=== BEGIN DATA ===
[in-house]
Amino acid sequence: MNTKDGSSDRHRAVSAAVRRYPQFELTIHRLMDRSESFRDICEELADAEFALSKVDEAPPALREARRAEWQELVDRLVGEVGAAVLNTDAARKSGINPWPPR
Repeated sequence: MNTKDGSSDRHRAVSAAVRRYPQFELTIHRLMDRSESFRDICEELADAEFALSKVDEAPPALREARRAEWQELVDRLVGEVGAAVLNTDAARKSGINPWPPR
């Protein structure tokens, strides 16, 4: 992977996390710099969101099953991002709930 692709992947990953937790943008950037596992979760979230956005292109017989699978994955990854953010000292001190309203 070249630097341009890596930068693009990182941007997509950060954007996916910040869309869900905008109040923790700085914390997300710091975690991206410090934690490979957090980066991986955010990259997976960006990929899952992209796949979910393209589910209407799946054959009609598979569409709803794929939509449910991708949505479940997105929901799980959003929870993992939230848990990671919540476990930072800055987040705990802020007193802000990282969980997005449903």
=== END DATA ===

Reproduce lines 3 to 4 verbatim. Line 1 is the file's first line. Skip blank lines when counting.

Repeated sequence: MNTKDGSSDRHRAVSAAVRRYPQFELTIHRLMDRSESFRDICEELADAEFALSKVDEAPPALREARRAEWQELVDRLVGEVGAAVLNTDAARKSGINPWPPR
């Protein structure tokens, strides 16, 4: 992977996390710099969101099953991002709930 692709992947990953937790943008950037596992979760979230956005292109017989699978994955990854953010000292001190309203 070249630097341009890596930068693009990182941007997509950060954007996916910040869309869900905008109040923790700085914390997300710091975690991206410090934690490979957090980066991986955010990259997976960006990929899952992209796949979910393209589910209407799946054959009609598979569409709803794929939509449910991708949505479940997105929901799980959003929870993992939230848990990671919540476990930072800055987040705990802020007193802000990282969980997005449903």